Data breaches occur when hackers infiltrate a computer network system and access sensitive information. This can include financial records, security numbers, passwords and personal identifying information.
In the 21st century, data breaches affecting hundreds of millions or even billions of users are gradually becoming the order of the day. In this post, we will explore five biggest data breaches in recent memory.
Yahoo fell victim to the biggest data breach in history so far. Back in 2014, amidst sales negotiations with Verizon, Yahoo experienced a data breach affecting all of its 3 billion user accounts.
The information stolen from its computer network included names, emails, hashed passwords, dates of birth, and security questions. The data breach was so bad that it compelled Yahoo to sell to Verizon at $350 million less than previously planned. Yahoo claimed that the attack was state-sponsored activity,
2. First American Financial Corporation
The 2019 data breach of First American Financial Corporation exposed 885 million records. These records contained sensitive information including social security numbers, bank account details, mortgage information, and wire transactions.
The breach exposed information dating as far back as 2003. The company was mostly to blame for its complete lack of security. Its records had no form of encryption, making them extremely vulnerable to data breaches.
3. Marriott International
A 2014 hack of Marriot International exposed 500 million records. The hack led to the leak of hard to find data such as travel schedules, passport numbers, and contact information. It was not discovered until 2018.
Recently, Marriott has been the victim of yet another data breach exposing more than 5.2 million accounts between January and February 2020.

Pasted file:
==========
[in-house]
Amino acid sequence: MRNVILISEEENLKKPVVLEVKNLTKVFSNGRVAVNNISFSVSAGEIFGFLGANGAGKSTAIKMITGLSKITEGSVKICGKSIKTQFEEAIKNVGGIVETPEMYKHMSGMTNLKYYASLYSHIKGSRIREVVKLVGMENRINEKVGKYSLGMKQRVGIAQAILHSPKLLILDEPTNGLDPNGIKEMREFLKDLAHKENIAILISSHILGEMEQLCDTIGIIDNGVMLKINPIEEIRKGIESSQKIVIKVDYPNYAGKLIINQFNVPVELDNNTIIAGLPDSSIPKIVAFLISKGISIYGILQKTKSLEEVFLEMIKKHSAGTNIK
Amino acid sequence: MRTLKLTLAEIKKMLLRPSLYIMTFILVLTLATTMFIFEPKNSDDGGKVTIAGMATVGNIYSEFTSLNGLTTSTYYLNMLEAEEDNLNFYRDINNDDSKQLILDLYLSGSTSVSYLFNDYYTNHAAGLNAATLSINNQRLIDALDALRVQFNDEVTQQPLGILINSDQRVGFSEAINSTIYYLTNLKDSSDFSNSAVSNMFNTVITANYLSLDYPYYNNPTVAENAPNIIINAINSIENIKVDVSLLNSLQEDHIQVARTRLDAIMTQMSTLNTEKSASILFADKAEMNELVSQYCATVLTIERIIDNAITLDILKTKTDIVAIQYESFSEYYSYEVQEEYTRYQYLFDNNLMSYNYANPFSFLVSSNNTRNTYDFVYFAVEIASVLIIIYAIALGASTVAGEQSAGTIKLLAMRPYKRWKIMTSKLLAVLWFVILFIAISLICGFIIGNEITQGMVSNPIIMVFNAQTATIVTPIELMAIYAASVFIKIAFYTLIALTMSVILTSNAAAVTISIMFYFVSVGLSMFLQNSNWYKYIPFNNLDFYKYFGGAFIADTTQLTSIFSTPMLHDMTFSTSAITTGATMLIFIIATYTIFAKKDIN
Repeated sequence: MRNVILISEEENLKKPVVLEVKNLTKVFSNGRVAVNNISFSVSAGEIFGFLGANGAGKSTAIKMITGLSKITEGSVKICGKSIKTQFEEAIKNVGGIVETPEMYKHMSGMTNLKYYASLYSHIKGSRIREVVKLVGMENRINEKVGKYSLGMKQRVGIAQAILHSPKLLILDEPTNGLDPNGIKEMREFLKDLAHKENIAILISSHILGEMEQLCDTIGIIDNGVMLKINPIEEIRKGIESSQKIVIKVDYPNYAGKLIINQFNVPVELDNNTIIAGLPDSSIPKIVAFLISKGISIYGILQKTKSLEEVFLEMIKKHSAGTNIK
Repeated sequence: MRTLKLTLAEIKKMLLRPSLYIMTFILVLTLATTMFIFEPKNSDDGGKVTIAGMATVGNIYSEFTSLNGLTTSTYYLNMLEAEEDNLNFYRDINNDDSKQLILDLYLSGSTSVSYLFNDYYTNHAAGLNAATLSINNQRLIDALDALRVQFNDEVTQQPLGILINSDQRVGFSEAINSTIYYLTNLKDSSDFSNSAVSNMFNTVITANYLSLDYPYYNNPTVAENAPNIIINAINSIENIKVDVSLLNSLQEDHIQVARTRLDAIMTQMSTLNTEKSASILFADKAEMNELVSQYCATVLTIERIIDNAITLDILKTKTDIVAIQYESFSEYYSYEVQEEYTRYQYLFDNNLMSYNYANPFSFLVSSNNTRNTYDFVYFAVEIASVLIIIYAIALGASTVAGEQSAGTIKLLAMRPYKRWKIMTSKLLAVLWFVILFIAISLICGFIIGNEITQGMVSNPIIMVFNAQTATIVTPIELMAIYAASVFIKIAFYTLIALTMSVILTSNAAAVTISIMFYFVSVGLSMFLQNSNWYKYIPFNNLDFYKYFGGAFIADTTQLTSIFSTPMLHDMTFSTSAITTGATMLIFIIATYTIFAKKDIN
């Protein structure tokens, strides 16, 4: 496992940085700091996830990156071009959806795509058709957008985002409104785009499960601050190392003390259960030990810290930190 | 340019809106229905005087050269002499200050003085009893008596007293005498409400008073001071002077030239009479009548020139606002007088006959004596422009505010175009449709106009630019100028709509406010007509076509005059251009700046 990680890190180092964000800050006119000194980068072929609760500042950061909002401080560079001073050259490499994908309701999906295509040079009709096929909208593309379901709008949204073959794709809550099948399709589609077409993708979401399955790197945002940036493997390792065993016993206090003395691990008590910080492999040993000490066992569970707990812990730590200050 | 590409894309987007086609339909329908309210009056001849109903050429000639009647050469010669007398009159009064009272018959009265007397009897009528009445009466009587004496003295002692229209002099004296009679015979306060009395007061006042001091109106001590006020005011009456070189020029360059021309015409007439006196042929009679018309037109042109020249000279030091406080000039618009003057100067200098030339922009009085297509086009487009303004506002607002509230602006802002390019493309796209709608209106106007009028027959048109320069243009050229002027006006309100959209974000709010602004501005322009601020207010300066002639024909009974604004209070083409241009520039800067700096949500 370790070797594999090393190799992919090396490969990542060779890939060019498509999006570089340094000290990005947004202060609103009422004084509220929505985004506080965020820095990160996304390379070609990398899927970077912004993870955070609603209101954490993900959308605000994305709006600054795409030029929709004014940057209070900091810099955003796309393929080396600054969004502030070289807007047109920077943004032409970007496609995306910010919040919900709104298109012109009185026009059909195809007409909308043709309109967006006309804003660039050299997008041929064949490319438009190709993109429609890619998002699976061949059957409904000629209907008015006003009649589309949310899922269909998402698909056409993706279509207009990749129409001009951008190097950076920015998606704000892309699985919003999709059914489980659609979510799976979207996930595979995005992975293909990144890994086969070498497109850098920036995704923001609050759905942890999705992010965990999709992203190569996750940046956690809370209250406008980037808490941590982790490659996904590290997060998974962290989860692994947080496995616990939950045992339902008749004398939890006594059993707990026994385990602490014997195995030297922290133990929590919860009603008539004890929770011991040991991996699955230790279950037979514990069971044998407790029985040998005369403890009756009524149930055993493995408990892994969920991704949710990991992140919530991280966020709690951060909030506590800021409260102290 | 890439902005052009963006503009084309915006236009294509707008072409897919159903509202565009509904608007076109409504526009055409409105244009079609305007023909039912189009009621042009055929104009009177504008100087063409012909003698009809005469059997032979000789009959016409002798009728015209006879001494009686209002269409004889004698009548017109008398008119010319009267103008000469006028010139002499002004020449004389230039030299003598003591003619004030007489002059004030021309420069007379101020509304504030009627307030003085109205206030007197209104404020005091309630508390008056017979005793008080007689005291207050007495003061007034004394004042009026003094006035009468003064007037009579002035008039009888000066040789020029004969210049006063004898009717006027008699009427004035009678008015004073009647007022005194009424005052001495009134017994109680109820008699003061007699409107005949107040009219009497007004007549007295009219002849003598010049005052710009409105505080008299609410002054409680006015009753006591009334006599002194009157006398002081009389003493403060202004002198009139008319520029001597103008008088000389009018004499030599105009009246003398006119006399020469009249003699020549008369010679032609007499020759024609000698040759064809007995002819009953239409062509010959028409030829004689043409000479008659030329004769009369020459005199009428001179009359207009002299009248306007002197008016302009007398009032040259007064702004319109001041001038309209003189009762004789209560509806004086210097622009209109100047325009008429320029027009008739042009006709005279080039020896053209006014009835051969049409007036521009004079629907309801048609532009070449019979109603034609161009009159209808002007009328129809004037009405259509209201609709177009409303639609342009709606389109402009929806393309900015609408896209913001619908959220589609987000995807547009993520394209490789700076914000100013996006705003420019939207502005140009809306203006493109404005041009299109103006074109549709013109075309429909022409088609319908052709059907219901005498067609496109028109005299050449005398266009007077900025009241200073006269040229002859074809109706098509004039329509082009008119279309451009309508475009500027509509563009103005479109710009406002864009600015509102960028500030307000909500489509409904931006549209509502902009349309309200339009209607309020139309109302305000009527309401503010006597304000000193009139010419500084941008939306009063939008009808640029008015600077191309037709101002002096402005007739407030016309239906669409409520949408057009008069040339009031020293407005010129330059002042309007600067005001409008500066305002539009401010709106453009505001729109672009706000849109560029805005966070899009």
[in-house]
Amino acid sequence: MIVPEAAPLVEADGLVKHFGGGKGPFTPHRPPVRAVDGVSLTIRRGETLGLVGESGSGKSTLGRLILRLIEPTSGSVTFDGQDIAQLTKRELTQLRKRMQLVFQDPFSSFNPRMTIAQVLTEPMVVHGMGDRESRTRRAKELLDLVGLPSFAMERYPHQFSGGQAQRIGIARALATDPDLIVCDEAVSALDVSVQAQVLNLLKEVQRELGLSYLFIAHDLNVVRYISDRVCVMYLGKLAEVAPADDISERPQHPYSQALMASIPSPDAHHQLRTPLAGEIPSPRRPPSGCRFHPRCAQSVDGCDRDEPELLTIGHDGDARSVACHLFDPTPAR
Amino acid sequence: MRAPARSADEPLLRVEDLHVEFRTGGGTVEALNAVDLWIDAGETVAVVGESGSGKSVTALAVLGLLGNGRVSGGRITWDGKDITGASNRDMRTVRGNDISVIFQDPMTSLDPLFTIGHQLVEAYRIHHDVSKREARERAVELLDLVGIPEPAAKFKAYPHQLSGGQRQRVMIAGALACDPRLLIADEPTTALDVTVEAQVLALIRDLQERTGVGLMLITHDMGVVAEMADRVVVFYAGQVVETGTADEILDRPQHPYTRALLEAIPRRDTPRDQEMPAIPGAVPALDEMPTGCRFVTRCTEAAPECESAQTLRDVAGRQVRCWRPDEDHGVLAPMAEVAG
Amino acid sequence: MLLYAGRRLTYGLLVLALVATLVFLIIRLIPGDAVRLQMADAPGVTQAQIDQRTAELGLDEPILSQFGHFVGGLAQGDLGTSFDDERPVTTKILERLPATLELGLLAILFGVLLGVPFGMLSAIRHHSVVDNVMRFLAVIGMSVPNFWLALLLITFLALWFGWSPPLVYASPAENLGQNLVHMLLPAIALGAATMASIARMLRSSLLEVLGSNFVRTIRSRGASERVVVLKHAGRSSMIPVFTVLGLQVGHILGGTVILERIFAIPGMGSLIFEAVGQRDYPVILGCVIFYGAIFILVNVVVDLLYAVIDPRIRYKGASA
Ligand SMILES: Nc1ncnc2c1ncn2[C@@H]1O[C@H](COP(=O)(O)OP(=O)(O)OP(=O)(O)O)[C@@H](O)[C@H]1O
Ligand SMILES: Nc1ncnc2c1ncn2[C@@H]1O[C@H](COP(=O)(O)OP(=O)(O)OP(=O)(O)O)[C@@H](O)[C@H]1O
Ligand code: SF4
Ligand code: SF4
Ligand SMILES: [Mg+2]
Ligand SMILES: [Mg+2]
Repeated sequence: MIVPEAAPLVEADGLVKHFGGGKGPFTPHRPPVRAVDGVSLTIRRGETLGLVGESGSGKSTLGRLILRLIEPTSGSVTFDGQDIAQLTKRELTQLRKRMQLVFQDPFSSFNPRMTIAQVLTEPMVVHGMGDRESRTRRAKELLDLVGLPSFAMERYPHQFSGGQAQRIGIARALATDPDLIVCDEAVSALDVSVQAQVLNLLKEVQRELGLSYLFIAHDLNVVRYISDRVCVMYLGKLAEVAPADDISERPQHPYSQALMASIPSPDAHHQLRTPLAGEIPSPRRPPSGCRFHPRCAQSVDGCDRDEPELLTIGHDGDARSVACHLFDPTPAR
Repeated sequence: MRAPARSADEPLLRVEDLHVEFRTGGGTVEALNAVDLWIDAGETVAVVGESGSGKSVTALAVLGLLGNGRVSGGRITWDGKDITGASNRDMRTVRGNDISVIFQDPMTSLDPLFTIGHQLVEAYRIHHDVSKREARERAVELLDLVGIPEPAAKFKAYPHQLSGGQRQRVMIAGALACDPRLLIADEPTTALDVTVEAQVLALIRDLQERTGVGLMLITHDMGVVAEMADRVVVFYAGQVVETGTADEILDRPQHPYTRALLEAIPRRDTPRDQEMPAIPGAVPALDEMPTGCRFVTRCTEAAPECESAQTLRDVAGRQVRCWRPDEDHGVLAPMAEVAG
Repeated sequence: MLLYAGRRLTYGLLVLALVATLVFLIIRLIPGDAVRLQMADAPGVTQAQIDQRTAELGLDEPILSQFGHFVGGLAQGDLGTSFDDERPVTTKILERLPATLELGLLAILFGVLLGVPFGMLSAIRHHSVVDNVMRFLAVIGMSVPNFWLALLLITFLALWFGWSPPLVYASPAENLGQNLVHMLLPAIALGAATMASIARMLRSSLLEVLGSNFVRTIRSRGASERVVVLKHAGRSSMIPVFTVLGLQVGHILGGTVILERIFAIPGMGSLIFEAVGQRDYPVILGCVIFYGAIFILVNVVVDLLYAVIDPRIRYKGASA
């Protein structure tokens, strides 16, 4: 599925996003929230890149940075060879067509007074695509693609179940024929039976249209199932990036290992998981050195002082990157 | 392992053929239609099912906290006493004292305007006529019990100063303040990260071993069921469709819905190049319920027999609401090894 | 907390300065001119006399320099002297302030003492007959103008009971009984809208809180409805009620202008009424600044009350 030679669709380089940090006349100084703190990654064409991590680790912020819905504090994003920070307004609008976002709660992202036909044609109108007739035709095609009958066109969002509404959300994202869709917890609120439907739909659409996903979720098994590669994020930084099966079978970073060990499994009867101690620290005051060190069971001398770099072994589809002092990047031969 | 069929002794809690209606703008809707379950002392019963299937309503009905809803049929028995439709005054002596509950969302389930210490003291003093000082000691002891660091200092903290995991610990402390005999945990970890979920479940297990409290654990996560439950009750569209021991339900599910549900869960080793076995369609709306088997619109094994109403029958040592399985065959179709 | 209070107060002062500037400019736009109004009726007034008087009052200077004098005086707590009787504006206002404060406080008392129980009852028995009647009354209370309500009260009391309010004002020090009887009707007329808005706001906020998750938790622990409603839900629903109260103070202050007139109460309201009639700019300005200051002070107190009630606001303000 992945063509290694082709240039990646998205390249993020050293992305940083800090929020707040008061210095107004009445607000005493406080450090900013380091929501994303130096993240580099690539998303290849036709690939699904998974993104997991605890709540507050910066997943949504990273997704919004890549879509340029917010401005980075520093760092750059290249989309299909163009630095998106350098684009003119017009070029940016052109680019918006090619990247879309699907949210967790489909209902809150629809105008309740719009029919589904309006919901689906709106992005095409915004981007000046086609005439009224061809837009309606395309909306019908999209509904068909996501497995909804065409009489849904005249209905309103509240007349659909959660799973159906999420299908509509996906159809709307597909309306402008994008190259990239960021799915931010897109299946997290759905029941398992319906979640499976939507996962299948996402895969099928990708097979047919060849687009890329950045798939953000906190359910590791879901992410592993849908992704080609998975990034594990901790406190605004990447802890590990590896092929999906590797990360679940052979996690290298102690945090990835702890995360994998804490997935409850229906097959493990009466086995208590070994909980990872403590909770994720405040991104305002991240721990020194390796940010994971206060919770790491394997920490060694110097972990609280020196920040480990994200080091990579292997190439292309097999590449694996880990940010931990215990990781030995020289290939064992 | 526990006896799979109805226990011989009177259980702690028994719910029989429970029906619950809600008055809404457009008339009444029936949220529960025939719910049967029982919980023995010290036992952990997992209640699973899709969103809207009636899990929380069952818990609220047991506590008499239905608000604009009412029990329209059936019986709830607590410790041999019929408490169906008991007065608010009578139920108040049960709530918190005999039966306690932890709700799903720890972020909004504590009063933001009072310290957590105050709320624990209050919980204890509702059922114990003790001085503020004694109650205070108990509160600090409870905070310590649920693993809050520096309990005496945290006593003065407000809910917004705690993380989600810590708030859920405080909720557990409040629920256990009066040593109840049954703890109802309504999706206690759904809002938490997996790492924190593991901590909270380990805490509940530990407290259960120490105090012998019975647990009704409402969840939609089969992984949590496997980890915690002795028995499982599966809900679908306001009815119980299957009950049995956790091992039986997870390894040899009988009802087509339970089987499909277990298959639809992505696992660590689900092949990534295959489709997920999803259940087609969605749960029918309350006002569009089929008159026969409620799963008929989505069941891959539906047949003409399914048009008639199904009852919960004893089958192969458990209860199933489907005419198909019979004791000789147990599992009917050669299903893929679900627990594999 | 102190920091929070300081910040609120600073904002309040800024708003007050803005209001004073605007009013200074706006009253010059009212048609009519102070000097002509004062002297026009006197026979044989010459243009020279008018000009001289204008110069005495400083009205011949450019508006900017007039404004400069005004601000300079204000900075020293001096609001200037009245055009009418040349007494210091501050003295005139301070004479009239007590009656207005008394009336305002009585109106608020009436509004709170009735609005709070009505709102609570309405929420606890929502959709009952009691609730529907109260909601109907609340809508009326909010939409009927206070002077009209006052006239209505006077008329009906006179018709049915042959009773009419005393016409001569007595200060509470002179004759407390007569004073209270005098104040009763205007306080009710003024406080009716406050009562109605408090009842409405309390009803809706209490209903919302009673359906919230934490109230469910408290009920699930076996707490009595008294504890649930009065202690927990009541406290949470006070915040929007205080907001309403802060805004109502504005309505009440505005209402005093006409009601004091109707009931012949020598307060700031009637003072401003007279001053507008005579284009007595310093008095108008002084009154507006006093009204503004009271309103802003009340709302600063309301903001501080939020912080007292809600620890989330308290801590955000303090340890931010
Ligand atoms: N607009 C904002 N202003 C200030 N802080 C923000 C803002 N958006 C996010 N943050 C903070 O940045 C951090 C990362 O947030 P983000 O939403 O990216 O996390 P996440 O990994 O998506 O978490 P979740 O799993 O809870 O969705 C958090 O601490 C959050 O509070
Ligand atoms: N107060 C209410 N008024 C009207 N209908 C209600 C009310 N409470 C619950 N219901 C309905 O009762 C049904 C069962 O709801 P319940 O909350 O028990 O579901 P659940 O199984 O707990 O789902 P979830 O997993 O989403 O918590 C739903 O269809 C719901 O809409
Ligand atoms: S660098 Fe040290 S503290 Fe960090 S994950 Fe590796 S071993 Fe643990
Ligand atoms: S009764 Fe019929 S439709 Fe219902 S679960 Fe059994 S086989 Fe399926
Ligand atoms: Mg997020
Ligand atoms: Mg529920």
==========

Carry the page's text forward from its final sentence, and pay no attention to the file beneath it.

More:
Equifax is one of the leading credit bureaus in the US and experienced one of the biggest data breaches in the 21st century. A vulnerability in the company’s website compromised the personal information of 147.9 million customers. Some of the stolen information included birth dates, social security numbers, driver’s license numbers, addresses, and credit card data. Unfortunately, the company was partly to blame for the breach due to failure to segment its systems or to patch security vulnerabilities.
eBay fell victim in 2014, revealing passwords, names, email addresses and dates of birth of all of its 145 million users. Interestingly, the breach occurred over 229 days, during which hackers had complete access to the company’s network. The hackers used the credentials of three top corporate employees to infiltrate eBay’s computer network.
Even though hackers exposed this information, the breach did not affect the bottom-line of the company. However, it did lead to a significant decline in user activity.
Protecting your Business from Data Breaches
Cyber security continues to be an elusive goal for many companies. This is especially true for those with sensitive data such as addresses, contact information, credit card or bank details, and personal identifying information. Therefore, this data is usually the target of identity thieves.
Detecting a data breach is usually the most crucial step in responding to and mitigating the effects of the breach. Thus, you can detect a breach by hiring cyber security experts, updating your technology and employee education, and by constantly monitoring your organization.